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Interop Marshaling, Managed Structures

Passing a Pointer to a Structure from C# to C++ Part 3.

1. Introduction.

1.1 In part 2 of this series of blogs, I have demonstrated how to marshal to unmanaged code a pointer to a structure which contains non-blittable field types.

1.2 We have examined how such a structure is to be allocated and deallocated in memory. We have seen in particular, the importance of using the Marshal.DestroyStructure() method.

1.3 Here in part 3, I shall present 2 complex examples which hopefully will cement the reader’s understaning of this subject.

2. Example 1 – A Structure Containing Arrays.

2.1 For this example, we shall use the following managed structure :

[StructLayout(LayoutKind.Sequential, Pack = 1)]
public struct TestStructWithArrays
{
  [MarshalAs(UnmanagedType.SafeArray, SafeArraySubType=VarEnum.VT_I4)]
  public Int32[] m_intArray01;
  [MarshalAs(UnmanagedType.ByValArray, SizeConst=3)]
  public Int32[] m_intArray02;
}

This structure TestStructWithArrays contains 2 managed arrays each of which is marshaled using a different technique. The first m_intArray01 is marshaled as a SAFEARRAY of integers. The second is marshaled as an inline array embedded within the structure itself.

2.2 This structure will have the following unmanaged representation :

#pragma pack(1)

struct TestStructWithArrays
{
  SAFEARRAY* m_pSafeArrayOfInt;
  int m_pArrayOfInt[3];
};

2.3 To display the field values inside such a structure, we have the following C++ API :

void __stdcall DisplayTestStructWithArrays_ByPointer(/*[in]*/ TestStructWithArrays* ptest_struct_with_arrays)
{
  long lowerBound;
  long upperBound;
  long l;

  SafeArrayGetLBound(ptest_struct_with_arrays -> m_pSafeArrayOfInt, 1, &lowerBound);
  SafeArrayGetUBound(ptest_struct_with_arrays -> m_pSafeArrayOfInt, 1, &upperBound);

  for (l = lowerBound; l <= upperBound; l++)
  {
    int iValue = 0;

    SafeArrayGetElement(ptest_struct_with_arrays -> m_pSafeArrayOfInt, &l, (void*)&iValue);
    printf ("ptest_struct_with_arrays -> m_pSafeArrayOfInt[%d] : [%d].\r\n", l, iValue);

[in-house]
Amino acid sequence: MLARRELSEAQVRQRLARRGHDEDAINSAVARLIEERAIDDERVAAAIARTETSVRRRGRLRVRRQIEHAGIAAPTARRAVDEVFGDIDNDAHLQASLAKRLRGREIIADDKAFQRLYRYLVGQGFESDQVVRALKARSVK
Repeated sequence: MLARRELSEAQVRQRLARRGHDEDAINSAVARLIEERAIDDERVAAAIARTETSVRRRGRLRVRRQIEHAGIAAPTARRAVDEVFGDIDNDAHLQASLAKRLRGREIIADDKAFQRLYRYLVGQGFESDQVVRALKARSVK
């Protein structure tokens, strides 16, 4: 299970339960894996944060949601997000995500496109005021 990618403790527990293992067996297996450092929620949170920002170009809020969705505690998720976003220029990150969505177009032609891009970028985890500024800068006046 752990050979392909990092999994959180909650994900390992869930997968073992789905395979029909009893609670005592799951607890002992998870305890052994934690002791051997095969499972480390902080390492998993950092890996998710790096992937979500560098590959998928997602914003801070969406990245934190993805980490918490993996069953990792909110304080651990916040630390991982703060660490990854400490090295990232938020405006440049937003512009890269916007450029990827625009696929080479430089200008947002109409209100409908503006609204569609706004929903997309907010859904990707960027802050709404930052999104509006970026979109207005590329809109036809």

}

  for (l = 0; l < 3; l++)
  {
    printf ("ptest_struct_with_arrays -> m_pArrayOfInt[%d] : [%d].\r\n", l, ptest_struct_with_arrays -> m_pArrayOfInt[l]);
  }
}

2.4 The above API is imported into C# code using the following declaration :

[DllImport("TestDLL01.dll", CallingConvention = CallingConvention.StdCall)]
private static extern void DisplayTestStructWithArrays_ByPointer([In] IntPtr ptest_struct_with_arrays);

2.5 The following is a sample C# function that demonstrates how to prepare an unmanaged version of a TestStructWithArrays structure, set its field values, and then invoke the DisplayTestStructWithArrays_ByPointer() API :

static void DisplayTestStructWithArrays_ByPointer()
{
  TestStructWithArrays test_struct_with_arrays = new TestStructWithArrays();
  int i = 0;

  test_struct_with_arrays.m_intArray01 = new Int32[5];
  for (i = 0; i < 5; i++)
  {
    test_struct_with_arrays.m_intArray01[i] = i;
  }

  test_struct_with_arrays.m_intArray02 = new Int32[3];
  for (i = 0; i < 3; i++)
  {
    test_struct_with_arrays.m_intArray02[i] = i * 10;
  }

  int iSizeOfTestStructWithArrays = Marshal.SizeOf(typeof(TestStructWithArrays));
  IntPtr ptest_struct_with_arrays = Marshal.AllocHGlobal(iSizeOfTestStructWithArrays);
  Marshal.StructureToPtr(test_struct_with_arrays, ptest_struct_with_arrays, false);

  DisplayTestStructWithArrays_ByPointer(ptest_struct_with_arrays);

  Marshal.DestroyStructure(ptest_struct_with_arrays, typeof(TestStructWithArrays));